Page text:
30 second summary:
- Visual content offers a lot of value to your website.
- It can improve critical stats like time on the page.
- Visuals guide the reader through your content more smoothly.
- They make your content more consumable and increase sharing.
- Google loves images that are optimized for search.
- Read on to learn more about how adding optimized images to your website can improve your search visits with your target audience.
- Check out examples of how companies are successfully incorporating visual content into their marketing and websites.
It’s no secret that visual content is hot right now (queue of Zoolander references). They know that content formats like videos, infographics, GIFs, memes, and more should be part of your content strategy. However, did you know that these also affect your website’s SEO?
How does visual content affect SEO?
It is so valuable to add visual content to your website. While your written content is there to allow you to naturally incorporate keywords and create more content to rank in search engines, the visual content you add to your website and elsewhere can help improve that content further.
1. Video content keeps visitors on the page
One stat Google loves is “time on page”. If visitors check out your website and leave after an average of 10 seconds, it means to Google that your content is bad or not relevant. By putting a video in the middle of your written content, you can keep people on the page longer.
Think about it. For example, let’s say it takes someone 10 seconds to read the first two paragraphs of your article. Then there is a video right on your website that your visitors can simply click on to add more value to the piece.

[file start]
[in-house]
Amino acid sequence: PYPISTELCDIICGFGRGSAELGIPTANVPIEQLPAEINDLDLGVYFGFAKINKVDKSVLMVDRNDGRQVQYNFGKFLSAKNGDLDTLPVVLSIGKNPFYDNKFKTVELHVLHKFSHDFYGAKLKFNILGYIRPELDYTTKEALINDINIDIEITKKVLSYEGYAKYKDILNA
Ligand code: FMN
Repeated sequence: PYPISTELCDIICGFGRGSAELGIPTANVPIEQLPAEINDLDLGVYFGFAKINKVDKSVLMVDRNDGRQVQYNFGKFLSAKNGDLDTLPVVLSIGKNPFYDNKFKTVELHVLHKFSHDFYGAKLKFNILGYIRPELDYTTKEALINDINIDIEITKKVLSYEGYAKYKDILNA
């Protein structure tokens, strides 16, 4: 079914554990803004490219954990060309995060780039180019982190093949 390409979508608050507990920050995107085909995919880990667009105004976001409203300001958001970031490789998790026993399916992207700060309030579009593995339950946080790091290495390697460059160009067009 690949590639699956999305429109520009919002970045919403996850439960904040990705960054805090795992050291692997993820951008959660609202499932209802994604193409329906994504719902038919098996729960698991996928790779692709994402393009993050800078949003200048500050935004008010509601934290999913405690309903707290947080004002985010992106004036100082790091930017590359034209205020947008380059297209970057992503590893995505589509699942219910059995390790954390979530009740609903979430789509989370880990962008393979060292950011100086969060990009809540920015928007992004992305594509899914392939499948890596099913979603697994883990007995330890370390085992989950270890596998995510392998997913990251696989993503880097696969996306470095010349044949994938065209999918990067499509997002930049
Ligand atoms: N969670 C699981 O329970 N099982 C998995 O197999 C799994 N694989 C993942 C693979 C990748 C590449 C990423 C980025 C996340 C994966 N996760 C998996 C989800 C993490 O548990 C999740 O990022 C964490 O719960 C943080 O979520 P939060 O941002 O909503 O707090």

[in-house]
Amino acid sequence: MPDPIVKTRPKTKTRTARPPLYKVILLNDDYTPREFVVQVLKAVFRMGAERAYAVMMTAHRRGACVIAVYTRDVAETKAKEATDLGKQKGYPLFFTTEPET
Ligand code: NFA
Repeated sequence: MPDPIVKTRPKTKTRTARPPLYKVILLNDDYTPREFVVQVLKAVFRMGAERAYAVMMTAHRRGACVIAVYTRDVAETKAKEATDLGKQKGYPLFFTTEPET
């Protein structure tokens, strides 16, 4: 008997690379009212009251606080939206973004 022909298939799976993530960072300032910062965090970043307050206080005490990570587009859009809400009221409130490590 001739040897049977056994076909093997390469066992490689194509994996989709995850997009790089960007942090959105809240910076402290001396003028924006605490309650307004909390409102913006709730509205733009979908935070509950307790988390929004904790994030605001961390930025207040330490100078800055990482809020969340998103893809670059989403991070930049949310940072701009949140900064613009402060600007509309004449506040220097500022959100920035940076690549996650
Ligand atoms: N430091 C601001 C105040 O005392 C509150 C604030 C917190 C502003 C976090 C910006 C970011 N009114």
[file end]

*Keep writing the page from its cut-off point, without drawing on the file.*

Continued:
You click to view and watch the full two-minute video. This will fascinate your visitors to dig deeper. Before they know it, they’ve been on your website for five minutes. This can significantly increase your time on page statistics.
Video also affects critical stats like your bounce rate, which is also a critical factor used by Google. The last thing you want is people visiting your website and recovering from it after reading just a few lines on a page. Video can help reduce your bounce rate and convince people to stick with you.
As we delve into this, here’s a video by Neil Patel explaining this concept in a bit more detail. In the video, Patel points out some ways (including video) that you can use to reduce your bounce rate.
2. Visuals guide the reader through your content
Reading a 1000-word article directly, no matter how well-written, can quickly become a chore. To keep site visitors flowing through the content, you can add infographics, screenshots, and more to visualize the concepts you’re presenting and bring your visitors further down.
If you split your content with related graphics, readers can pause to soak up the copy and watch some related graphics, video, or other visual content instead. It also provides a chance for the reader to pause and view a graphic that can more easily explain a complex topic you are presenting or visually highlight some related statistics to really bring home the impact so that it doesn’t get lost in text.
Here’s a great example of an infographic that will grab readers’ attention and give them something more to soak up than just text. These are some screenshots of a larger infographic published in an article on the State of Search Engine Optimization in 2019.
Click here for the full infographic.
3. With machine learning from Google you learn to read images
While it’s not 100% clear how this works, it is known and known that Google is actively learning how to read images on pages. With billions of images on the web, Google machine learning can use shapes and other elements to compare and understand what the images represent on your website.
I mean, do I really have to say a lot more here? If Google is focused on learning how to crawl something and then ascribing it to the value your website brings to the internet, this is the place to look. This is why it is so important that your images are relevant and formatted for Google to read.
How Can You Use Images to Promote SEO?